A German company has apologised after posting an image of a chocolate-covered marshmallow sweet in a bridal dress on the day of the wedding of Prince Harry and Meghan Markle.
Super Dickmann’s post of a Schokokuss (chocolate kiss) included the caption: “What are you looking at? Wouldn’t you also want to be Meghan today?”
Some social media users said the now-deleted image was “racist”.
A spokesperson for the company called the post “stupid and embarrassing”.
After users denounced the post on the company’s Facebook page, Super Dickmann’s wrote: “A big pardon! The world of Super Dickmann’s is colourful and diverse and far from racist thoughts.”
The post has been deleted but images of it have circulated on social media.
The image of the Schokokuss, a well-known German sweet, appeared inside a cathedral with the words “a foam in white”, a reference to its creamy interior, a pun on the phrase “a vision in white”.
Spokesman Bernd Roessler said the firm had not put enough thought into the post.
Links between the Schokokuss and racism are not new as older generations in Germany and elsewhere used to call it “Negerkuss” (black person’s kiss).
German public broadcaster ZDF also came under criticism on social media, with users saying some of the comments during their coverage of the royal wedding were “racist”.
The controversial remarks included describing Ms Markle as “exotic” several times, saying that the Queen was “turning a blind eye to Meghan” and that the gospel singers of the Kingdom Choir “sang beautifully black”.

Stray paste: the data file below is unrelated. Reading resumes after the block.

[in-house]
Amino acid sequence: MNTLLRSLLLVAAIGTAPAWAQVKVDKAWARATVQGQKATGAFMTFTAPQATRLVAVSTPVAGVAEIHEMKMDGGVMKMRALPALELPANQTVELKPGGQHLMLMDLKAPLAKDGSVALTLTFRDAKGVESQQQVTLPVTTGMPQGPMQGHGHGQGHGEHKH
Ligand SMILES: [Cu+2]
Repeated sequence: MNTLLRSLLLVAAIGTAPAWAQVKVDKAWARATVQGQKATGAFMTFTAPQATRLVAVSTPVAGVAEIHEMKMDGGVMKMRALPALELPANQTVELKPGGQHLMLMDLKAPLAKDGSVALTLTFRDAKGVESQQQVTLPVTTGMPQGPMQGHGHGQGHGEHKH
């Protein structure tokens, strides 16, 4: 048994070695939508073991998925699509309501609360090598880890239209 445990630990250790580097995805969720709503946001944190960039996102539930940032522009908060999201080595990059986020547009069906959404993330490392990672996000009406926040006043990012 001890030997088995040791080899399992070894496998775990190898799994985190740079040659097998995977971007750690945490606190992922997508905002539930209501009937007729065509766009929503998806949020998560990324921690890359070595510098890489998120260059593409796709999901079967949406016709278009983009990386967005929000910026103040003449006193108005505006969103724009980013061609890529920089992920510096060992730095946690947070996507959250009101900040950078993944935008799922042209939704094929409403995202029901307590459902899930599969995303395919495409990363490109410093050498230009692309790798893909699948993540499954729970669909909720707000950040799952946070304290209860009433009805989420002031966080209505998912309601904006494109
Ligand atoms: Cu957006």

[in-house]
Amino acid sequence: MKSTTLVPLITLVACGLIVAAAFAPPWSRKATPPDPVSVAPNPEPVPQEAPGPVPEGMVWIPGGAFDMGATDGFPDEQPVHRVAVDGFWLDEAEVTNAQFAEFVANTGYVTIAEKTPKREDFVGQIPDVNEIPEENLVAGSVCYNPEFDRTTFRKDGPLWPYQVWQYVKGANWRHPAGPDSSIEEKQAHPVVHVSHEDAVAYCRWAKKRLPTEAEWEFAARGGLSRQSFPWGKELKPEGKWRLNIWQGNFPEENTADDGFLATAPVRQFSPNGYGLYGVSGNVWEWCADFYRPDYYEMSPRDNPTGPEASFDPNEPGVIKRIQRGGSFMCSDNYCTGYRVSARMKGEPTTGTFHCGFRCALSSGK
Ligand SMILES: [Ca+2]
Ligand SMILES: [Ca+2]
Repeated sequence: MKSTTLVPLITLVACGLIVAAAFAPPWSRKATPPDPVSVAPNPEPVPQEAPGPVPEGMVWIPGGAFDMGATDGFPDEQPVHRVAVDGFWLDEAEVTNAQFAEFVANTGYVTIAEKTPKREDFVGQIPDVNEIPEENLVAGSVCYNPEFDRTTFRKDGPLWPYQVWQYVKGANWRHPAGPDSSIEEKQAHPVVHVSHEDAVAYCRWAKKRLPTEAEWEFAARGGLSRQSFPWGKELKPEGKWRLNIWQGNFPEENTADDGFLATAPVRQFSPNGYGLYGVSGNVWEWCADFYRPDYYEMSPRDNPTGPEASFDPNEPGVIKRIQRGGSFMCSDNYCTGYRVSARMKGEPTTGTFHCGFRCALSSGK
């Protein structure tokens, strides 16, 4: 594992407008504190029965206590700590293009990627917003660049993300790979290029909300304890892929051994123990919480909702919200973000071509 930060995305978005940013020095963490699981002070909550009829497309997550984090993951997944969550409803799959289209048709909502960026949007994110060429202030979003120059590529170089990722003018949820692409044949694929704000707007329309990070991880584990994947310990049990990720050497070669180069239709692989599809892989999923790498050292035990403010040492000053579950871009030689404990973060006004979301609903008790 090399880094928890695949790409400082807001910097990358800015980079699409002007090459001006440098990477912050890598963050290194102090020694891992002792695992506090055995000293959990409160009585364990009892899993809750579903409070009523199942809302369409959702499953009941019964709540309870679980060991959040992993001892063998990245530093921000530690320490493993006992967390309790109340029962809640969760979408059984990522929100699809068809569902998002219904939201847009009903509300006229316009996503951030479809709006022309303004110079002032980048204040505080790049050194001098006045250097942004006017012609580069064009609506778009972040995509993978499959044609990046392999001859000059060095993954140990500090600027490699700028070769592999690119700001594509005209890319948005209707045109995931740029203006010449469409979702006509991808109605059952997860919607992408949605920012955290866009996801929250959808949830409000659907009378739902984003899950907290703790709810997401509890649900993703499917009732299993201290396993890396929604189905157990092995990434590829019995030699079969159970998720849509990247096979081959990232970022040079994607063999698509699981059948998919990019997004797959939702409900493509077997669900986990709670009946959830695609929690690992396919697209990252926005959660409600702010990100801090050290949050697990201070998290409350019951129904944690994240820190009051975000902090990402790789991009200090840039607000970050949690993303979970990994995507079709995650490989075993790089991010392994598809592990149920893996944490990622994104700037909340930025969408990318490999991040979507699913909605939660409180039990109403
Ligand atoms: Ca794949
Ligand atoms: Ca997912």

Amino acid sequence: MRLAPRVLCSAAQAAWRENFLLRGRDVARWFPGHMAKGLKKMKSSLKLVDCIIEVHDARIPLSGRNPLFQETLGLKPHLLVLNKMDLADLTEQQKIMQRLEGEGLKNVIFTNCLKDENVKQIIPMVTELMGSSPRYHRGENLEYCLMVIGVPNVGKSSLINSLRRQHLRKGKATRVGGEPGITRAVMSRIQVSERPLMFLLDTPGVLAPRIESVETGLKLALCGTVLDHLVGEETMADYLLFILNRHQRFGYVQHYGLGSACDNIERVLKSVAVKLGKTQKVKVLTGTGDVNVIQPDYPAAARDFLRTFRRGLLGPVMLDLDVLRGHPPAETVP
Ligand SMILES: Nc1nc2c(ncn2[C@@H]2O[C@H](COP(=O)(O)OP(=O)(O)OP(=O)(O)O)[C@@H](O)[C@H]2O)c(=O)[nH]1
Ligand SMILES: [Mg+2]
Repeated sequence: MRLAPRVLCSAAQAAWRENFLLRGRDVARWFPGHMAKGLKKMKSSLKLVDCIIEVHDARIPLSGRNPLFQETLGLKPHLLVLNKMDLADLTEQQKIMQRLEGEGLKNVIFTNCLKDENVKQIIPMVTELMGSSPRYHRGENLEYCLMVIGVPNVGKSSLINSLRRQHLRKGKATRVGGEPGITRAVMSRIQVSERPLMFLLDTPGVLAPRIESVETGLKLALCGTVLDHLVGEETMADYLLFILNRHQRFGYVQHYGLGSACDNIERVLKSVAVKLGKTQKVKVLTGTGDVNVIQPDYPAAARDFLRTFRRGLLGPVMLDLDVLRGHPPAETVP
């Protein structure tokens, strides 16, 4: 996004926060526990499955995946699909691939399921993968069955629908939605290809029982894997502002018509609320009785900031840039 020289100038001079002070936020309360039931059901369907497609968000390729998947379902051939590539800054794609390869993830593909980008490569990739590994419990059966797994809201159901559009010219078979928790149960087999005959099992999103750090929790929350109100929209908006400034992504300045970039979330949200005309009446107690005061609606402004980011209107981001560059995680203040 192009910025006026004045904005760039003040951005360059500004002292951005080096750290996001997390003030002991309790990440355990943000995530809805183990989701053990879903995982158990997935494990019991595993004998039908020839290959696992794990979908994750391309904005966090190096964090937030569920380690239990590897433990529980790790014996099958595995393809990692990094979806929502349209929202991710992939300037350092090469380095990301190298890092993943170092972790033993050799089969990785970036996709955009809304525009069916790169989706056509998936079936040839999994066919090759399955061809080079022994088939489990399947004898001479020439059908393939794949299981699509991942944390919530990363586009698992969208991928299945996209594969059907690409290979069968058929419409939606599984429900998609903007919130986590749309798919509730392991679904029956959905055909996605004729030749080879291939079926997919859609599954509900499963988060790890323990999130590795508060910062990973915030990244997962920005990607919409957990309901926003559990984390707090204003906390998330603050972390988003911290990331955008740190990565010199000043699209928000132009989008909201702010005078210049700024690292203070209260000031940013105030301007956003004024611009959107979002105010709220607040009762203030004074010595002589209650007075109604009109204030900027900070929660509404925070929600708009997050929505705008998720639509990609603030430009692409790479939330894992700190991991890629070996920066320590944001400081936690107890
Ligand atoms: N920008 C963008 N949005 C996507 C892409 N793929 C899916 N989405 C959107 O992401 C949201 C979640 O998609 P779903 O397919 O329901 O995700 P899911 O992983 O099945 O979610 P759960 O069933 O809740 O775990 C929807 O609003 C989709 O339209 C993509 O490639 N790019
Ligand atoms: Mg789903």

ZDF rejected the claims saying it was appropriate to address Ms Markle’s origins, newspaper Der Spiegel reports.
Signs of ‘institutional racism’?
By Jenny Hill, BBC Berlin correspondent
Last weekend Berlin’s annual carnival of culture drummed and danced its way through crowded city streets. People dressed in the national costumes of countries like Columbia, Ghana, Albania, Japan and Senegal paraded together in the May sunshine. This is how Germany likes to present itself: multicultural and open to people of all ethnicities.
But last year, after spending just a week here, a team of UN inspectors accused the country of “institutional racism”, claiming that people of African descent experienced discrimination on a daily basis. Regular outbursts of xenophobia from the far-right AfD are well reported – usually to widespread disgust.
But the party’s openly racist election campaign saw them enter the Bundestag for the first time last year. And a recent investigation found that people with Arabic or Turkish surnames were likely to be rejected by landlords in favour of those with obviously German names.
Perhaps Germany is no worse than many other former colonial powers in its racism – conscious or otherwise. But, given the country’s past, it is surprising and, for many, a source of great shame.